CBRE says the winners of the remote-work revolution will be companies that provide flexible offices, flexible work policies and flexible support such as stipends, home office equipment and technologies.
Maintaining office culture
“Employees now expect more autonomy,” Julie Whelan, CBRE’s global head of occupier research, said in a report on the company’s website. “Employers who build trust and offer choice will gain a competitive edge in the race for talent.”
Don’t expect the transformation always to go smoothly.
Employees seem to be less eager to rush back to the office than their employers would wish. By July 2021, 75 percent of executives anticipate that at least half of office employees will be working in the office, according to a study by PWC published in January 2021.
By comparison, 61 percent of employees expect to spend half their time in the office by July. Either way, that’s billions of dollars that won’t be spent in major business centers across the U.S., and by extension the world.
Another study by Stanford University, released in January, showed that on average American office workers would like to continue working from home a little more than two days a week. Their bosses on the average would like them in the office at least three days a week, saying it’s essential to maintain company culture.
The survey, which questioned 22,500 U.S. residents between May and December 2020, concluded that about 22 percent of all full workdays will be supplied from home after the pandemic ends, compared with just 5 percent before.
Numerous companies have announced that employees will continue to be able to work from home even after the presumed end of the pandemic.
Salesforce, Google, and Facebook and Shopify have all said employees can work from home until at least July 2021. Twitter and Shopify have said it could be forever. Citigroup has told its employees that about half of them will continue to work from home well into 2022.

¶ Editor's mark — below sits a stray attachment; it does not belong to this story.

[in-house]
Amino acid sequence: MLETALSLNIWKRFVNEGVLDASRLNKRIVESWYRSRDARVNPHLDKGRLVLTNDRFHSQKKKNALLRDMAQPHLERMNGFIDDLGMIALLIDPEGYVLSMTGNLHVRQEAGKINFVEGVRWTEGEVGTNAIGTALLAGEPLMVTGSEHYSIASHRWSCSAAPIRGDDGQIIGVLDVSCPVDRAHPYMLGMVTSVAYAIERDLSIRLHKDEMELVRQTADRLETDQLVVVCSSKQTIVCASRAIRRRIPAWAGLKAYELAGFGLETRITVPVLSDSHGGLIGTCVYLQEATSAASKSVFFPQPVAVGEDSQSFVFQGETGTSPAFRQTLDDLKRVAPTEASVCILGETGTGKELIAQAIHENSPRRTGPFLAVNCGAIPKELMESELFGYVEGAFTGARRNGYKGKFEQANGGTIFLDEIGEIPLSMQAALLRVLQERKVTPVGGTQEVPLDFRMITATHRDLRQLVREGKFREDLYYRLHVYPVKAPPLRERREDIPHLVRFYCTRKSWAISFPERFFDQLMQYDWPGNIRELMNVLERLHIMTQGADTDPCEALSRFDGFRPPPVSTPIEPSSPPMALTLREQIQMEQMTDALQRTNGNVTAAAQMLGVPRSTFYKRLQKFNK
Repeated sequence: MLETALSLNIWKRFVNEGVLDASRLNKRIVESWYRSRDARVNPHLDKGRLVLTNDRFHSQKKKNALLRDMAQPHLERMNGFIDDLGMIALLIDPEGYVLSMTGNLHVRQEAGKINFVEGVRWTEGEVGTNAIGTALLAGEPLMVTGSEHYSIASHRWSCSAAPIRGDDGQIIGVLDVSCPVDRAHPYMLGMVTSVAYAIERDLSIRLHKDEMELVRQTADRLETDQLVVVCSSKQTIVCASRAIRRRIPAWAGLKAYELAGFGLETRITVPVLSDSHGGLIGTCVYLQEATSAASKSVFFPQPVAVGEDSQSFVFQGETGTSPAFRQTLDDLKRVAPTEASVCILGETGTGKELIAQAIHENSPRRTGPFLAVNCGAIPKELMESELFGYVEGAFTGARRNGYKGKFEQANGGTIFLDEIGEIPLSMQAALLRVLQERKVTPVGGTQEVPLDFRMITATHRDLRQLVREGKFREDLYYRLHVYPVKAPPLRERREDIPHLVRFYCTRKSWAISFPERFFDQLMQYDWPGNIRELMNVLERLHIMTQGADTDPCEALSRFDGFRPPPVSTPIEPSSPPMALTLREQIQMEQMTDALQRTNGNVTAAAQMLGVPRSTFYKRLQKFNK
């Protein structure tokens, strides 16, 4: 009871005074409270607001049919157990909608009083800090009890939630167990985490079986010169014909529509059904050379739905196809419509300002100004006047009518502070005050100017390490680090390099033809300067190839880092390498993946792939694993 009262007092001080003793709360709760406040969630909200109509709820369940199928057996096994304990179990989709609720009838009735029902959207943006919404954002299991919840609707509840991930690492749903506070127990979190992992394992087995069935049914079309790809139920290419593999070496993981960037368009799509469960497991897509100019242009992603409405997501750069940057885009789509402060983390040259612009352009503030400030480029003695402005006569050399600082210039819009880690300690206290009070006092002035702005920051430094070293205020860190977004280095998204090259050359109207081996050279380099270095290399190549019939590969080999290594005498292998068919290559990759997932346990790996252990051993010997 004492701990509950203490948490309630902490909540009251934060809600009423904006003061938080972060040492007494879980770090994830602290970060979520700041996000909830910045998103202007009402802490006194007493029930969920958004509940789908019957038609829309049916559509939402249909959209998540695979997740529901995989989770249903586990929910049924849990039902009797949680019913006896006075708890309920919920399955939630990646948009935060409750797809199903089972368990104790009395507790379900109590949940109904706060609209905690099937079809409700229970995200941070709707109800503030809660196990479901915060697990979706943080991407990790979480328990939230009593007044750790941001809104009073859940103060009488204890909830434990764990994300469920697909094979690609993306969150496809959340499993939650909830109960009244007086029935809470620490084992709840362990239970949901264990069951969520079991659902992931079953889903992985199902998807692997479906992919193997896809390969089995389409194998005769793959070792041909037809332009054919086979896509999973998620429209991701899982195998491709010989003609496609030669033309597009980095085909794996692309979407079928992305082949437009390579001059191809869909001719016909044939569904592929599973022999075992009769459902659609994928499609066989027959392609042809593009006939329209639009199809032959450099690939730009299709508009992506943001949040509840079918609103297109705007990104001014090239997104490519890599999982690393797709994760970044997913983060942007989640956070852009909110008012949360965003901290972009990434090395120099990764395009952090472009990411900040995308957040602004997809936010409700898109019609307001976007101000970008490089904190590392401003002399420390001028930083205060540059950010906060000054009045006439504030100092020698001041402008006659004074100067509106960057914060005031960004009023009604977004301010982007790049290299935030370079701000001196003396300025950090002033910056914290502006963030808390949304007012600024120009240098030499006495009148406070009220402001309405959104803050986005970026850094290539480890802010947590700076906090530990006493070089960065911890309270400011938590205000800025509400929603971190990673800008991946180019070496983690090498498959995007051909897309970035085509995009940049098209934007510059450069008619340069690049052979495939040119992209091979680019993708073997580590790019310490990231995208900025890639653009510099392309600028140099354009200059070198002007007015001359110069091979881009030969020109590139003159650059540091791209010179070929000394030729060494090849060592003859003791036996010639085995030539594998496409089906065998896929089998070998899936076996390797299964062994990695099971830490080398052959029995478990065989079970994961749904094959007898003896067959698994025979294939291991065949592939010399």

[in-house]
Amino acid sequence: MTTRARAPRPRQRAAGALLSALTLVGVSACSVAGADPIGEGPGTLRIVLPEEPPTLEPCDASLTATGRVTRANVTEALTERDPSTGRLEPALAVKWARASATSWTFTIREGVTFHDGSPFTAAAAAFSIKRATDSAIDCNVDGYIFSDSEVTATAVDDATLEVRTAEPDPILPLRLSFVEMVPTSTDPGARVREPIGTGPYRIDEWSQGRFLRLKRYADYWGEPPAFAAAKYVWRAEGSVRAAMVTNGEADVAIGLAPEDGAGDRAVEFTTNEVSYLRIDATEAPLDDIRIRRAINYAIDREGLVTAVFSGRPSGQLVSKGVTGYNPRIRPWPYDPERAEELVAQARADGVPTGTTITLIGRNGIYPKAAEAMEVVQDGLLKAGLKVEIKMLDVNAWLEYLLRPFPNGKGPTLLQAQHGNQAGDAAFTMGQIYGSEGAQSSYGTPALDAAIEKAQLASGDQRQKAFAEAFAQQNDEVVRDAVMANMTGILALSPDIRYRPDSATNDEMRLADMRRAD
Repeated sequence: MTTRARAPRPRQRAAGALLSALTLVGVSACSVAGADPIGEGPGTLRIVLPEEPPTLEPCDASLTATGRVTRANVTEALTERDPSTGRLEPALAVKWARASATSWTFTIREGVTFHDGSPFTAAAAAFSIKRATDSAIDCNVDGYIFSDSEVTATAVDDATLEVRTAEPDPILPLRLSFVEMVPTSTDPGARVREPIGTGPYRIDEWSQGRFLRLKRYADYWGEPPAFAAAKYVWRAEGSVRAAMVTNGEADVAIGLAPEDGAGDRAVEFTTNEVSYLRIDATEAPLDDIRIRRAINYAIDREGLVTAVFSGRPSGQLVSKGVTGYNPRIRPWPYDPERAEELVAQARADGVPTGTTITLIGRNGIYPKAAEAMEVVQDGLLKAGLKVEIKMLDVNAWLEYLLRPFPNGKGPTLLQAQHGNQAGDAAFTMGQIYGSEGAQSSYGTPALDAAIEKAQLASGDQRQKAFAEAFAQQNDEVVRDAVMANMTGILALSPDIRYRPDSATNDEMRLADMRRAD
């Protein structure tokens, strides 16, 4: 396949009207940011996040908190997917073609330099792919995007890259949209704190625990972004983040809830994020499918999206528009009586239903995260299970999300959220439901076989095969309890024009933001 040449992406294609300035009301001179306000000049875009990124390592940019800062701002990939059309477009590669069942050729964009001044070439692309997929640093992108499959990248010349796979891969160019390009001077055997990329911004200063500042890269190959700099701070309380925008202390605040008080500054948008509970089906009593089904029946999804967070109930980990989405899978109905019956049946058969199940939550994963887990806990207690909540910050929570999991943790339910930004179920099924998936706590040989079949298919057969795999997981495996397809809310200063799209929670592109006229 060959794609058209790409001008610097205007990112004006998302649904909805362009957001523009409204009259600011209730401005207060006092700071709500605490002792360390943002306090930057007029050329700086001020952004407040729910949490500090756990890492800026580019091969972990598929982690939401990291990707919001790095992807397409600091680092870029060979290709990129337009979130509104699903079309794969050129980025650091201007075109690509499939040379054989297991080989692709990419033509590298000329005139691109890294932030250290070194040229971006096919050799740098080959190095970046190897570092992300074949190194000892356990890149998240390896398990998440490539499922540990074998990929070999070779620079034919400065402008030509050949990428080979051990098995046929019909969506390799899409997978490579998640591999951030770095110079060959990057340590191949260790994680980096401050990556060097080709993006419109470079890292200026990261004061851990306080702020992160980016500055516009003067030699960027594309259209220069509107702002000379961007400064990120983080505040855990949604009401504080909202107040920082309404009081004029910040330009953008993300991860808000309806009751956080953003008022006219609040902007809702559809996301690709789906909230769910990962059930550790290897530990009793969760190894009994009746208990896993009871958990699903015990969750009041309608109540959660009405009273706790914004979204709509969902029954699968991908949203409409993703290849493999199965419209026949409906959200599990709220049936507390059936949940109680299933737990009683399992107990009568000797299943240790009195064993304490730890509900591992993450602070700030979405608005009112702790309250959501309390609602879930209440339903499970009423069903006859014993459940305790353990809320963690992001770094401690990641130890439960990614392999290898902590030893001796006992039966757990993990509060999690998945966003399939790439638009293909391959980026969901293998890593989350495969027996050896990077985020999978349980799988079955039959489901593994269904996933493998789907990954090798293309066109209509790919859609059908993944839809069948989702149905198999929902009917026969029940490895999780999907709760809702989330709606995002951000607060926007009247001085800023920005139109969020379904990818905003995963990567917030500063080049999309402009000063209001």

Still, handling a hybrid workplace requires more management than many companies seem to realize, according to Marine Chabot, a partner at Paris-based human-resources consultant ConvictionsRH.
She said most company announcements so far have been “buzz” and not real management decisions.
“Many executives think they have been managing hybrid offices, but they haven’t — it was imposed on them,” Chabot added. “Now, they are going to have to decide who comes into the office and who stays home. And it may not be the people who actually want to stay home or want to come in. Once the pandemic is over and everyone is theoretically able to work where they want, it’s going to be a whole new world that I’m not sure many companies are prepared for.”
Letting people decide where they want to work won’t always be possible because many surveys show that many companies plan to cut back on office space or at least cut down on workstations in favor of meeting areas. That means some workers will be told they can’t come in even if they want to.
To be sure, it’s not yet clear who the winners and losers will be in this new global work revolution.
This article was originally published on Remote Report